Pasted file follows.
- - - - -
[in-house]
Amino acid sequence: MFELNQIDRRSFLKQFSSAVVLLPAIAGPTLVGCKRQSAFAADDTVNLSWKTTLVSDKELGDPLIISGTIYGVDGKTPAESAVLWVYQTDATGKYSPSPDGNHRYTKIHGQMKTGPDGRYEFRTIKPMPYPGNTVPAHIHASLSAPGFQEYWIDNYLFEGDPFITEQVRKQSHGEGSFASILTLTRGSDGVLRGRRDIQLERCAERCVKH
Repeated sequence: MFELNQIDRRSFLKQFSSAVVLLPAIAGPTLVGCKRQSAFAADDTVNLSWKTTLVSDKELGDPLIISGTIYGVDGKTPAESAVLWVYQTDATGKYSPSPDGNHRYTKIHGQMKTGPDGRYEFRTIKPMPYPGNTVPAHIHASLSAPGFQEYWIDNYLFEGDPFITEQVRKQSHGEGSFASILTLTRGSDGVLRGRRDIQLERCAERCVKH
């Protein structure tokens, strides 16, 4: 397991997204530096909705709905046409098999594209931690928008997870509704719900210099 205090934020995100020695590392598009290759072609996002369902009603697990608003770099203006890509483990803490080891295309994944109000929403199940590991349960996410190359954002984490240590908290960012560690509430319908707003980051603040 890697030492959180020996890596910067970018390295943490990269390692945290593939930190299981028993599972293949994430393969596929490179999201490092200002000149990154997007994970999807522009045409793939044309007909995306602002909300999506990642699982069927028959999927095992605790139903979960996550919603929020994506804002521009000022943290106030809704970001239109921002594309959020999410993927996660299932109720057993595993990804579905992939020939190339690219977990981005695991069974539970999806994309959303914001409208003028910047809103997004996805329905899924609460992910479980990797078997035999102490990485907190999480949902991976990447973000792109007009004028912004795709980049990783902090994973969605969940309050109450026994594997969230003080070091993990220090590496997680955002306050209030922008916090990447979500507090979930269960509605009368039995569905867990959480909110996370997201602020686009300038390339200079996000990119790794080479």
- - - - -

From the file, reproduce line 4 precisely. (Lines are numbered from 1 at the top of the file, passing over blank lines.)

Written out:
């Protein structure tokens, strides 16, 4: 397991997204530096909705709905046409098999594209931690928008997870509704719900210099 205090934020995100020695590392598009290759072609996002369902009603697990608003770099203006890509483990803490080891295309994944109000929403199940590991349960996410190359954002984490240590908290960012560690509430319908707003980051603040 890697030492959180020996890596910067970018390295943490990269390692945290593939930190299981028993599972293949994430393969596929490179999201490092200002000149990154997007994970999807522009045409793939044309007909995306602002909300999506990642699982069927028959999927095992605790139903979960996550919603929020994506804002521009000022943290106030809704970001239109921002594309959020999410993927996660299932109720057993595993990804579905992939020939190339690219977990981005695991069974539970999806994309959303914001409208003028910047809103997004996805329905899924609460992910479980990797078997035999102490990485907190999480949902991976990447973000792109007009004028912004795709980049990783902090994973969605969940309050109450026994594997969230003080070091993990220090590496997680955002306050209030922008916090990447979500507090979930269960509605009368039995569905867990959480909110996370997201602020686009300038390339200079996000990119790794080479």